5. The Invisible Bridge by Julie Orringer (review) — I cannot believe it took me so long to get around to this novel, it’s such a rich, generational story about this one family set in Hungary and France on the eve of the Second World War.
  6. The Girl Who Circumnavigated Fairyland in a Ship of Her Own Making by Catherynne M. Valente (review) — Catherynne Valente has a very distinct and unique imagination and voice in fantasy. This book is probably my favourite from her, it’s whimsical and magical and introspective at the same time.
  7. The Long Price quartet by Daniel Abraham — I read the quartet (at long last) in January (Shadow and Betrayal (review) and The Price of War (review)) and absolutely loved them. They’re so rich and multi-faceted, I’m surprised it isn’t more popular in the fantasy community. I highly recommend this quartet if you’re into fantasy.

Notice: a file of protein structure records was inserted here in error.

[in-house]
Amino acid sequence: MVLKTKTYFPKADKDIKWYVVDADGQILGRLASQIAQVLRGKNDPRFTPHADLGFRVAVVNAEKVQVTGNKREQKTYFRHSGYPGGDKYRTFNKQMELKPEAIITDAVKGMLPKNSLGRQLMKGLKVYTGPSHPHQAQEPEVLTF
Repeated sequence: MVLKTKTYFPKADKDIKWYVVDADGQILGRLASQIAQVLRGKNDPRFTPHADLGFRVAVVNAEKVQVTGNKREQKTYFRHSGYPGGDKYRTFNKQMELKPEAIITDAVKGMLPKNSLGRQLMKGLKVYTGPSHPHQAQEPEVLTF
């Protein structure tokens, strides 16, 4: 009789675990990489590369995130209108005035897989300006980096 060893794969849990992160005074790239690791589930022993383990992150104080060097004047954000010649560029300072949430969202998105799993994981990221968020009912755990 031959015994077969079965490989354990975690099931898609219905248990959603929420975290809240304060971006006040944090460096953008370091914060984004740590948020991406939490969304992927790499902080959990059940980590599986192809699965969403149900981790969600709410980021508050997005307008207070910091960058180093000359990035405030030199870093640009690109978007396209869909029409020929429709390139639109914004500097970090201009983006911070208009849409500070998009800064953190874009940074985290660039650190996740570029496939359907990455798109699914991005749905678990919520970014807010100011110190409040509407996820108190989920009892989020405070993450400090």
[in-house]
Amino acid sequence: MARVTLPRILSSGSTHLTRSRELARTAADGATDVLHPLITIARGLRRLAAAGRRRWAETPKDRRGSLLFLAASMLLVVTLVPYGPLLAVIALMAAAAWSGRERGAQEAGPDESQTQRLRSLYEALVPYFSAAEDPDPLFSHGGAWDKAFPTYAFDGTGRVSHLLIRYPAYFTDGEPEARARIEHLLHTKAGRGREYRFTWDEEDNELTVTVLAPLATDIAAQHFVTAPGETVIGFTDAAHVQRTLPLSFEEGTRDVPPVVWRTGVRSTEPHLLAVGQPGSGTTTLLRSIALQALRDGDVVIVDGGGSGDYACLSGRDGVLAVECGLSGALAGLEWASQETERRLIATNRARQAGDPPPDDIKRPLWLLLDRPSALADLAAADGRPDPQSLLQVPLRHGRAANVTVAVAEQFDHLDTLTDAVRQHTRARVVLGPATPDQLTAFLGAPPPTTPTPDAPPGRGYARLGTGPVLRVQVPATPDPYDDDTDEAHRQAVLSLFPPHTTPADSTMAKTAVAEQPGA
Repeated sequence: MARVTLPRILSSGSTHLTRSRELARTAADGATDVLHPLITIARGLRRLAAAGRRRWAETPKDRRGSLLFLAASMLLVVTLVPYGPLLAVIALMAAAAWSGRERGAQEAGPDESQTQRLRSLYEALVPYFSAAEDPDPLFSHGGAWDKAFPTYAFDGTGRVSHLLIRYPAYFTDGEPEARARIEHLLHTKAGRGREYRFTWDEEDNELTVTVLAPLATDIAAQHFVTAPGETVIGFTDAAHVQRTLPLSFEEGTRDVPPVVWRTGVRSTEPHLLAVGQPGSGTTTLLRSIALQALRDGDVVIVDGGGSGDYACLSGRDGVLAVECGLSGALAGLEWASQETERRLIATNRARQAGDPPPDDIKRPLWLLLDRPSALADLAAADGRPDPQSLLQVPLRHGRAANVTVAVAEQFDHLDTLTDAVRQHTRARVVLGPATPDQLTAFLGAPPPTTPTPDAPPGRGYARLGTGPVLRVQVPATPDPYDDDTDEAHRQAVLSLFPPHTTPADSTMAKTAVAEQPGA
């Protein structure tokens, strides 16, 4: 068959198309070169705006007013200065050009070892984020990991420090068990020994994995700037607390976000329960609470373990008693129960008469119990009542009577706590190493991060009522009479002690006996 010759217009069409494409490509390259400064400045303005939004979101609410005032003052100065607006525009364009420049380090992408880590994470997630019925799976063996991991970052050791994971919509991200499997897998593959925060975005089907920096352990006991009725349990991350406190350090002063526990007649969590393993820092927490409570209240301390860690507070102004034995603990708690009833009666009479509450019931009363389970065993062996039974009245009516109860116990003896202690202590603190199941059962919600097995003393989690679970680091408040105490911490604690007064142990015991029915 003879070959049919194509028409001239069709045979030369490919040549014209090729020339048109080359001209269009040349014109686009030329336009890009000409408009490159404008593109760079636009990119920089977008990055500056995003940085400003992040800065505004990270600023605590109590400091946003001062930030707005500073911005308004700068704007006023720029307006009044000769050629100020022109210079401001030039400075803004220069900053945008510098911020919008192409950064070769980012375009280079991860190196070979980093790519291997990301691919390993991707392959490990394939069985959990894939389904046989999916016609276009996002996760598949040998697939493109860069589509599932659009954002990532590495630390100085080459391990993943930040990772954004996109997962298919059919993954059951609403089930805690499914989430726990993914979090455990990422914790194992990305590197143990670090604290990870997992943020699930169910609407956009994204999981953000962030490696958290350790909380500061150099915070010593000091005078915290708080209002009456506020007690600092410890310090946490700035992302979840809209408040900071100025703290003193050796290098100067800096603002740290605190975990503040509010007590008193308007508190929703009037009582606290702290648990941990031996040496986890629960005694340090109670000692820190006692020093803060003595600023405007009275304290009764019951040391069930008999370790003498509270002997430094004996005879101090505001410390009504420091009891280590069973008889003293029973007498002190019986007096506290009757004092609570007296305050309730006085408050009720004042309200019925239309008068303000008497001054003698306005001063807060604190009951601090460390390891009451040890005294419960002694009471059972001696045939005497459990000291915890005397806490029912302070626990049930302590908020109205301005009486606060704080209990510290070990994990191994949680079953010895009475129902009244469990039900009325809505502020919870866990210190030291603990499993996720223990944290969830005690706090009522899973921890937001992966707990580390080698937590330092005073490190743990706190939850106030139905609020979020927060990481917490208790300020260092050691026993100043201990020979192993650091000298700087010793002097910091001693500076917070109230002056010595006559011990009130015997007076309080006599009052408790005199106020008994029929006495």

8. Redshirts by John Scalzi (review) — I read this book some time ago (my first Scalzi novel!) and absolutely loved it =) It’s such a riot, playing with the familiar tropes we know from science fiction but there’s also this awesome twist to the story which made things even more interesting. And it’s funny. Definitely worth checking out if you’re into science fiction.
  9. Stony River by Tricia Dower (review) — I read this book last year and it’s just a fantastic character drama set in a sleepy town during the 1950s where everyone is not what they appear to be…a tour de force in looking at various relationships and dysfunctional families.
  10. Wives and Daughters by Elizabeth Gaskell — The list couldn’t be complete without a classic thrown in there ^_~ Wives and Daughters is a wonderful story (despite it being incomplete; the BBC adaptation did a wonderful job in concluding it) that’s quiet and poignant. Molly Gibson is such a sweet character and I grew to just love the characters in their own way.

And that’s my list for this week! What books did you feature on your TTT? Please leave your link, I’d love to read it! Happy Tuesday =)

Tolkien Reading Day!